Astoria tenants threatened with eviction by nonprofit landlord are still in limbo, lawyer says

Photo by Angela Matua/QNS

Astoria tenants who were abruptly told to move out of their apartments last November are in limbo more than a year after receiving their first eviction notices.

The building at 31-10 47th St. is managed by the nonprofit New York School of Urban Ministry (NYSUM). The 39-unit apartment features single-room dorms occupied by residents with referrals by clergy.

In November 2016, the tenants discovered that they were being forced to move out after NYSUM allegedly signed a contract with a service provider to turn the building into a homeless shelter. The Department of Homeless Services vehemently denied any such agreement was signed.

At least 12 of the tenants are being represented by the Legal Aid Society, which took on the case soon after eviction notices were granted. The move by NYSUM, which is a nonprofit organization that “hosts, trains and deploys” youth and adults for urban ministry, was decried as “heartless” and “cruel” by local elected officials in a press conference last year.

In October 2017, Sateesh Nori, the lawyer for the tenants told QNS that they were being threatened by building staff and had their Wi-Fi shut off in an effort to force them out of the building.

“They have done almost nothing to take the lawsuit on,” Nori told QNS in October. “They haven’t put any legal arguments together. They haven’t made any meaningful settlement offers to us and it was a mystery until we realized that their plan was to go directly to the tenants, to go around us because we’re their lawyers and to directly push them out and make their lives uncomfortable.”

In a Nov. 16 court date, a Queens Supreme Court judge granted an injunction, which means the landlord cannot take any action to remove the tenants until a final verdict is announced.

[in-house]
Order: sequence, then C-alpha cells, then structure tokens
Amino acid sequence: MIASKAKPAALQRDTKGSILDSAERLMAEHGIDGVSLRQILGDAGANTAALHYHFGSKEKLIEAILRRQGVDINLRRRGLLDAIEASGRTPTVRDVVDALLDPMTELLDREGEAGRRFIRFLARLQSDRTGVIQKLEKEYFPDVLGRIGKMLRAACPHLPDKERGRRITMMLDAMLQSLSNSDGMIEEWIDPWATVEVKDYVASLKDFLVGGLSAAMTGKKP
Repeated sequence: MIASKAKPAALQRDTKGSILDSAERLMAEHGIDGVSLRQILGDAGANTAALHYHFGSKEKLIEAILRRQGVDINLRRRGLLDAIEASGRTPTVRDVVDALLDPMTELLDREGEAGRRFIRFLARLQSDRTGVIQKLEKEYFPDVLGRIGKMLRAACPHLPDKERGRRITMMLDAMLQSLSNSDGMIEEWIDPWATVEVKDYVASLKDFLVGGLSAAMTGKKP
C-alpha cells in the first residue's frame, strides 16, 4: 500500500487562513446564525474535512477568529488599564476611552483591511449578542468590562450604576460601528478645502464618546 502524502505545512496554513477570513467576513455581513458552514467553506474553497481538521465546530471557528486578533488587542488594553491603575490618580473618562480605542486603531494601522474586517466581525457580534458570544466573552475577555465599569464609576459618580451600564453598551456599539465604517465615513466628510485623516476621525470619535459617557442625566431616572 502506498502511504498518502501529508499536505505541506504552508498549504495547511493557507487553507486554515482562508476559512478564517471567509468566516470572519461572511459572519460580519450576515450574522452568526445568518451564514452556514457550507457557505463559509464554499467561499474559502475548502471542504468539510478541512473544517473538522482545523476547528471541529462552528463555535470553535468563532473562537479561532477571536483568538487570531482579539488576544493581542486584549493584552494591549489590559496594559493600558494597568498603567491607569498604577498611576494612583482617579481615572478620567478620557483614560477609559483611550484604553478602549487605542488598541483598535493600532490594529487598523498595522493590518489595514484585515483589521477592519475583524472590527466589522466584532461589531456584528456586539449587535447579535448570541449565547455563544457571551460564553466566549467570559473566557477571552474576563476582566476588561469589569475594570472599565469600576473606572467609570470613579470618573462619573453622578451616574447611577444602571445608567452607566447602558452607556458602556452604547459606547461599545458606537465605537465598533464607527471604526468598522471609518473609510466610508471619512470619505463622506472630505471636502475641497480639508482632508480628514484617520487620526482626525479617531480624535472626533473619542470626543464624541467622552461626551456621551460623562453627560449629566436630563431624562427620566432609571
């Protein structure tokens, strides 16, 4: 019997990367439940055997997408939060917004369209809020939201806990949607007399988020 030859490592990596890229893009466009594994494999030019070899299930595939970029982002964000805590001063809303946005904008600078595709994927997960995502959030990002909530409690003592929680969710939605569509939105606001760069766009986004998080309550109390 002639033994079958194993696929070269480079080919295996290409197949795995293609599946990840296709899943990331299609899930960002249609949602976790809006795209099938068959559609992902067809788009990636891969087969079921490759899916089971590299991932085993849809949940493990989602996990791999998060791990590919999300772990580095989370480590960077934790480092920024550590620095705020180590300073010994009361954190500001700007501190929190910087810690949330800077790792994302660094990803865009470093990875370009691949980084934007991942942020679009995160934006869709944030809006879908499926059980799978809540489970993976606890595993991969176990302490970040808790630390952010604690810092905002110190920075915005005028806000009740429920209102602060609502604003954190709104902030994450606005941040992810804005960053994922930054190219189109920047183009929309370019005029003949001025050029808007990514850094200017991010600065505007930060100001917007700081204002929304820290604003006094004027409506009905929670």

Nori said that at a Dec. 20 court date, the case was adjourned until Jan. 9. But on Dec. 27, the lawyer for NYSUM asked to reschedule the date in order to have more time to respond.

“We’re somewhat surprised that they aren’t pushing this case more,” he said. “[NYSUM is] extremely lax about fighting the case and that’s beneficial to our clients because they’re the ones remaining in their apartments.”

Nori said the nonprofit’s attitude is especially surprising considering that last year, they were actively seeking to push tenants out to turn the building into a homeless shelter. Tenants received notices on Nov. 28 and were told they had to move out on or before Dec. 31.

NYSUM extended the deadline to January and according to Nori, several people moved out though he is not sure how many of the 39 tenants have left since last November.

“A year ago they were in such a rush and now it’s, ‘Oh, whatever comes,'” Nori said. “And we’re fine with that. Our clients have a place to live.”

Tenants won’t get “any final word on what happens” until at least March or later, he said. A final verdict on the case probably won’t be made until six to nine months from now, he added. Ira Clair, the lawyer for NYSUM, has not proposed a settlement.

Clair did not respond to a request for comment.

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